Early detection of breast cancer could save lives
New breath and urine tests detect breast cancer much earlier - short science articles

Scientists have developed a new method to facilitate early and more accurate detection of breast cancer as a screening test. The researchers used electronic nose gas sensors for breath analysis and gas-chromatography mass spectrometry (GC-MS) to quantify substances in the urine which when combined together can predict breast cancer with a 95% accuracy. This is a major advance in the cancer screening test field since the current standard screening test ie. Mammography is not always able to identify breast tumours accurately. Rather, it's only 75% accurate and it falls further to 30% in dense tissue. The survival of breast is heavily dependent on the early tumour detection, so novel methods to detect smaller early-stage tumours is extremely important according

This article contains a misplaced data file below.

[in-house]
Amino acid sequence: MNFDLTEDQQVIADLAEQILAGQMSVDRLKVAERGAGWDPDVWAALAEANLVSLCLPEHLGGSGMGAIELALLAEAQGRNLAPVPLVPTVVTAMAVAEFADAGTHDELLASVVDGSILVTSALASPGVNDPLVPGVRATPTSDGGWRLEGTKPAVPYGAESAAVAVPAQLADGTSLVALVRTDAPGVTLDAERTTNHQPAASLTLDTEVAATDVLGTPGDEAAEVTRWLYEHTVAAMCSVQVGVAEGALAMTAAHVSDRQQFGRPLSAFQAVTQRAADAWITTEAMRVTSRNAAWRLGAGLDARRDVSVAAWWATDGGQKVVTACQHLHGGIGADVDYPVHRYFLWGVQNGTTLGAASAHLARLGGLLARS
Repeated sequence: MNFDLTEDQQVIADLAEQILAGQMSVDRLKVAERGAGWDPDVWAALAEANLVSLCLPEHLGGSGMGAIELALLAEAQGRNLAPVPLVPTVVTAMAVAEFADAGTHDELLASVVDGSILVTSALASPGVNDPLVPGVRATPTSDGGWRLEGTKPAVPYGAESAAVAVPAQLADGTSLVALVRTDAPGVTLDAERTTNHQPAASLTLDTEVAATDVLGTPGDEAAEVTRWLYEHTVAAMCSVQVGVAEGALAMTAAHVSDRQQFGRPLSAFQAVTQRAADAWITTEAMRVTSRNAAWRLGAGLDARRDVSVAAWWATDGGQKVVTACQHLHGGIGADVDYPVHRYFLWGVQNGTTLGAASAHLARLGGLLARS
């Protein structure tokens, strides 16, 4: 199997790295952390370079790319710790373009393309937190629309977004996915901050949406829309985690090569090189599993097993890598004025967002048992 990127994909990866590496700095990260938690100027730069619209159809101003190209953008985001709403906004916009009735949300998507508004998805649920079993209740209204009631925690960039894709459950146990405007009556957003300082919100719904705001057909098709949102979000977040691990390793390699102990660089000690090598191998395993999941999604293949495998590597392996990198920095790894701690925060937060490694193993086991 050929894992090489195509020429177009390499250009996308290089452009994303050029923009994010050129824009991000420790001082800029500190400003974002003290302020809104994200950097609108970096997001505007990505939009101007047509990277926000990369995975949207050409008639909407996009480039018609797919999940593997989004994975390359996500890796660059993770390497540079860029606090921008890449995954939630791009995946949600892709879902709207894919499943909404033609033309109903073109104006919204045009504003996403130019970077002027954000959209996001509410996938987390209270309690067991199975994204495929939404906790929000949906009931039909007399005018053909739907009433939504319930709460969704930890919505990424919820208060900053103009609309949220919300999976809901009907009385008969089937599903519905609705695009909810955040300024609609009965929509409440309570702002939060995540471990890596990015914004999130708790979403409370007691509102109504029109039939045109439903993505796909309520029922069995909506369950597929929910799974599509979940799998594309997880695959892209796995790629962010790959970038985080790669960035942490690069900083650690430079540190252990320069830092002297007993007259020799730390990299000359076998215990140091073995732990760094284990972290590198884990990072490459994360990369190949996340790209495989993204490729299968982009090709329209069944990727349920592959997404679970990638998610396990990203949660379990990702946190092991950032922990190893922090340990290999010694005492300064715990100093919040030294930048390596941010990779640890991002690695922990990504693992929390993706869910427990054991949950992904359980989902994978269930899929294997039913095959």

Read the full story: ScienceBriefss
Scientific publication: Computers in Biology and Medicine